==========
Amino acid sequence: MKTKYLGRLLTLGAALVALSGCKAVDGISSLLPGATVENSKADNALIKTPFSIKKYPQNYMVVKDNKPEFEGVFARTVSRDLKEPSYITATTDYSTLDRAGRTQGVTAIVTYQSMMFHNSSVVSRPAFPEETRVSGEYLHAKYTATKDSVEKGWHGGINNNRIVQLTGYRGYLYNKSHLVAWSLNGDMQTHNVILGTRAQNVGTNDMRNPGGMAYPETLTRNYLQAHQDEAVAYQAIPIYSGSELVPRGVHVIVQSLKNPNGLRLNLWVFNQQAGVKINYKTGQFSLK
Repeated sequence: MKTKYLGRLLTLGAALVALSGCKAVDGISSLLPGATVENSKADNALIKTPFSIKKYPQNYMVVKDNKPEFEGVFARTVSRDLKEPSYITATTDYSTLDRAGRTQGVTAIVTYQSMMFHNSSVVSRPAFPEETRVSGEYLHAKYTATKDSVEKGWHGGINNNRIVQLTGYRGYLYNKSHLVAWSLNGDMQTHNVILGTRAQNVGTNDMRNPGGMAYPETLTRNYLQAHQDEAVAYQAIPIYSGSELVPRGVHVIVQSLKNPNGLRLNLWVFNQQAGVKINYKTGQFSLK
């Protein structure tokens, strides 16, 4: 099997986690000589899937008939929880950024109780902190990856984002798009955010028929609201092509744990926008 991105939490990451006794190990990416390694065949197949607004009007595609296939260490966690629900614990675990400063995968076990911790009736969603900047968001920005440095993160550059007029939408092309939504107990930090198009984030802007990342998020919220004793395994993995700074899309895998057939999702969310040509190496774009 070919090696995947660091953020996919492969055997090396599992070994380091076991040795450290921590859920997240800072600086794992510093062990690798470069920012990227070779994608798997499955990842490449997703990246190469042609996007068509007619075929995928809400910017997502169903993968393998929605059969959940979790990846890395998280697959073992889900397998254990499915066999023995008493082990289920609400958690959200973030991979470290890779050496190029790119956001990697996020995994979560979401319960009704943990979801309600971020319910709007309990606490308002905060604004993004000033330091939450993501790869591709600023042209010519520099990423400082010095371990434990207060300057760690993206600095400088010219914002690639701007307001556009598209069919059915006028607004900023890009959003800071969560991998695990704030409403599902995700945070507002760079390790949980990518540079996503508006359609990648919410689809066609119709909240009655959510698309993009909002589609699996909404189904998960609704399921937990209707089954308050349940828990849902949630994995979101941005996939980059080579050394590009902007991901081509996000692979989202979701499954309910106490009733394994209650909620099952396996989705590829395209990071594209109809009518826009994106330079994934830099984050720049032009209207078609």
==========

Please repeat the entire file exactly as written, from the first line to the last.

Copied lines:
Amino acid sequence: MKTKYLGRLLTLGAALVALSGCKAVDGISSLLPGATVENSKADNALIKTPFSIKKYPQNYMVVKDNKPEFEGVFARTVSRDLKEPSYITATTDYSTLDRAGRTQGVTAIVTYQSMMFHNSSVVSRPAFPEETRVSGEYLHAKYTATKDSVEKGWHGGINNNRIVQLTGYRGYLYNKSHLVAWSLNGDMQTHNVILGTRAQNVGTNDMRNPGGMAYPETLTRNYLQAHQDEAVAYQAIPIYSGSELVPRGVHVIVQSLKNPNGLRLNLWVFNQQAGVKINYKTGQFSLK
Repeated sequence: MKTKYLGRLLTLGAALVALSGCKAVDGISSLLPGATVENSKADNALIKTPFSIKKYPQNYMVVKDNKPEFEGVFARTVSRDLKEPSYITATTDYSTLDRAGRTQGVTAIVTYQSMMFHNSSVVSRPAFPEETRVSGEYLHAKYTATKDSVEKGWHGGINNNRIVQLTGYRGYLYNKSHLVAWSLNGDMQTHNVILGTRAQNVGTNDMRNPGGMAYPETLTRNYLQAHQDEAVAYQAIPIYSGSELVPRGVHVIVQSLKNPNGLRLNLWVFNQQAGVKINYKTGQFSLK
């Protein structure tokens, strides 16, 4: 099997986690000589899937008939929880950024109780902190990856984002798009955010028929609201092509744990926008 991105939490990451006794190990990416390694065949197949607004009007595609296939260490966690629900614990675990400063995968076990911790009736969603900047968001920005440095993160550059007029939408092309939504107990930090198009984030802007990342998020919220004793395994993995700074899309895998057939999702969310040509190496774009 070919090696995947660091953020996919492969055997090396599992070994380091076991040795450290921590859920997240800072600086794992510093062990690798470069920012990227070779994608798997499955990842490449997703990246190469042609996007068509007619075929995928809400910017997502169903993968393998929605059969959940979790990846890395998280697959073992889900397998254990499915066999023995008493082990289920609400958690959200973030991979470290890779050496190029790119956001990697996020995994979560979401319960009704943990979801309600971020319910709007309990606490308002905060604004993004000033330091939450993501790869591709600023042209010519520099990423400082010095371990434990207060300057760690993206600095400088010219914002690639701007307001556009598209069919059915006028607004900023890009959003800071969560991998695990704030409403599902995700945070507002760079390790949980990518540079996503508006359609990648919410689809066609119709909240009655959510698309993009909002589609699996909404189904998960609704399921937990209707089954308050349940828990849902949630994995979101941005996939980059080579050394590009902007991901081509996000692979989202979701499954309910106490009733394994209650909620099952396996989705590829395209990071594209109809009518826009994106330079994934830099984050720049032009209207078609």